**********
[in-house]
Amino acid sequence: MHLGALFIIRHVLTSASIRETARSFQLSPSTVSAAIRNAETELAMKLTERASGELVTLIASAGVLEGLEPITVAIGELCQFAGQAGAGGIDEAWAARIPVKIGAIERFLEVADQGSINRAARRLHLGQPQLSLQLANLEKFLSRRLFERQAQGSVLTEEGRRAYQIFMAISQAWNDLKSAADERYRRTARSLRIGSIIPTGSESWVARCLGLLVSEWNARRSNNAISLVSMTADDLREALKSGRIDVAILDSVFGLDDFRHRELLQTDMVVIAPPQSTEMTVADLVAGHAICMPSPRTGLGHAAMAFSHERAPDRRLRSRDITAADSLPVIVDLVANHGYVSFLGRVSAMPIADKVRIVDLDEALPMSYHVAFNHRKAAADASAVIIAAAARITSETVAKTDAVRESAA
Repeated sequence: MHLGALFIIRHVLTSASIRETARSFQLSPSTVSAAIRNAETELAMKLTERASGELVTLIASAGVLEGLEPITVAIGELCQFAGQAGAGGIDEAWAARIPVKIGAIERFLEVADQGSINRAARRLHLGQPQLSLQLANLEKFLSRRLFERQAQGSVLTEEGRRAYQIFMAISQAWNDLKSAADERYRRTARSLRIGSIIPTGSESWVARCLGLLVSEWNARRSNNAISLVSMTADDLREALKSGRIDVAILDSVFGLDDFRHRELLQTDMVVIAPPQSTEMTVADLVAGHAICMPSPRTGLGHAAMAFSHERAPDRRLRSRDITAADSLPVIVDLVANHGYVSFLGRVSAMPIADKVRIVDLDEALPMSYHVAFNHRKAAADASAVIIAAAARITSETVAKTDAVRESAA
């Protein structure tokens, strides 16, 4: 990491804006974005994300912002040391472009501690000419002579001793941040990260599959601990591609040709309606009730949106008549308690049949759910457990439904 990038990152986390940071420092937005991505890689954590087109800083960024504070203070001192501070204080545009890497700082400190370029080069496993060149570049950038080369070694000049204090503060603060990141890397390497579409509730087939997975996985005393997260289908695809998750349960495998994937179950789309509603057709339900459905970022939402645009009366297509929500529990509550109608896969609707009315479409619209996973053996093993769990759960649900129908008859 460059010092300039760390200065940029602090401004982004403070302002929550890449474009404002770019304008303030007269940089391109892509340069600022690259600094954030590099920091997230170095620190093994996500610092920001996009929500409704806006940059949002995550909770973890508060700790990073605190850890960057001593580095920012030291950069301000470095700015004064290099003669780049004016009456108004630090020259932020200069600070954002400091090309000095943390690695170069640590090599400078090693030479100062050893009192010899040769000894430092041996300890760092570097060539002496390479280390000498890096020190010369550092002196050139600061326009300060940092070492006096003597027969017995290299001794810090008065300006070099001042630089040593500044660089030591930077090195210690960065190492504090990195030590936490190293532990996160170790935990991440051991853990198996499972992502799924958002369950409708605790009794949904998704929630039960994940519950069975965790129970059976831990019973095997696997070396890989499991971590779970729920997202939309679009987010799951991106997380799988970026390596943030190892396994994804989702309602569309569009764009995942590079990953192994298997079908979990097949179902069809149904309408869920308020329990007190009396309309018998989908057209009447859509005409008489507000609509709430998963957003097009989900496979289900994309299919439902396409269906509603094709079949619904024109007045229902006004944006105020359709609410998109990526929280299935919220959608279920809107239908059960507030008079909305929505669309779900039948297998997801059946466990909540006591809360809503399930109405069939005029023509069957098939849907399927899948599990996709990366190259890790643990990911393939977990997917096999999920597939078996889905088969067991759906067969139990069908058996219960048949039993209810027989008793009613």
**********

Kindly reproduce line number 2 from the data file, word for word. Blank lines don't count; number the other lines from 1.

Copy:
Amino acid sequence: MHLGALFIIRHVLTSASIRETARSFQLSPSTVSAAIRNAETELAMKLTERASGELVTLIASAGVLEGLEPITVAIGELCQFAGQAGAGGIDEAWAARIPVKIGAIERFLEVADQGSINRAARRLHLGQPQLSLQLANLEKFLSRRLFERQAQGSVLTEEGRRAYQIFMAISQAWNDLKSAADERYRRTARSLRIGSIIPTGSESWVARCLGLLVSEWNARRSNNAISLVSMTADDLREALKSGRIDVAILDSVFGLDDFRHRELLQTDMVVIAPPQSTEMTVADLVAGHAICMPSPRTGLGHAAMAFSHERAPDRRLRSRDITAADSLPVIVDLVANHGYVSFLGRVSAMPIADKVRIVDLDEALPMSYHVAFNHRKAAADASAVIIAAAARITSETVAKTDAVRESAA